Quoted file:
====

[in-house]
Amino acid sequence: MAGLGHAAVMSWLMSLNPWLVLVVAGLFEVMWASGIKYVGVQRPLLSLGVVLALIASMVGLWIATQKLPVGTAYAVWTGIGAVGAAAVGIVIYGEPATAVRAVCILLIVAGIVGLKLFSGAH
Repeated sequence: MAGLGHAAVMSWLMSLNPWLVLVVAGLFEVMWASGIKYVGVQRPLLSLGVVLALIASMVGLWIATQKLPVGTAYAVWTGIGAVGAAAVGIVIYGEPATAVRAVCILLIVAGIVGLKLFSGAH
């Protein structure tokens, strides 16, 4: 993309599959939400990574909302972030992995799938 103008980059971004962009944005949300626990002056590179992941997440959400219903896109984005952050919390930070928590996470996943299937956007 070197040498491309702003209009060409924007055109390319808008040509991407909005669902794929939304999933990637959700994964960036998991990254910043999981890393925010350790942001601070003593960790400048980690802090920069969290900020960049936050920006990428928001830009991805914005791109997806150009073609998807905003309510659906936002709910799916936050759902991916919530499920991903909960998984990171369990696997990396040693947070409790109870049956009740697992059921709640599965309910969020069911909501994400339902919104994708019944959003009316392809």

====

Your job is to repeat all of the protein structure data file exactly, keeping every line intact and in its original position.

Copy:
[in-house]
Amino acid sequence: MAGLGHAAVMSWLMSLNPWLVLVVAGLFEVMWASGIKYVGVQRPLLSLGVVLALIASMVGLWIATQKLPVGTAYAVWTGIGAVGAAAVGIVIYGEPATAVRAVCILLIVAGIVGLKLFSGAH
Repeated sequence: MAGLGHAAVMSWLMSLNPWLVLVVAGLFEVMWASGIKYVGVQRPLLSLGVVLALIASMVGLWIATQKLPVGTAYAVWTGIGAVGAAAVGIVIYGEPATAVRAVCILLIVAGIVGLKLFSGAH
């Protein structure tokens, strides 16, 4: 993309599959939400990574909302972030992995799938 103008980059971004962009944005949300626990002056590179992941997440959400219903896109984005952050919390930070928590996470996943299937956007 070197040498491309702003209009060409924007055109390319808008040509991407909005669902794929939304999933990637959700994964960036998991990254910043999981890393925010350790942001601070003593960790400048980690802090920069969290900020960049936050920006990428928001830009991805914005791109997806150009073609998807905003309510659906936002709910799916936050759902991916919530499920991903909960998984990171369990696997990396040693947070409790109870049956009740697992059921709640599965309910969020069911909501994400339902919104994708019944959003009316392809």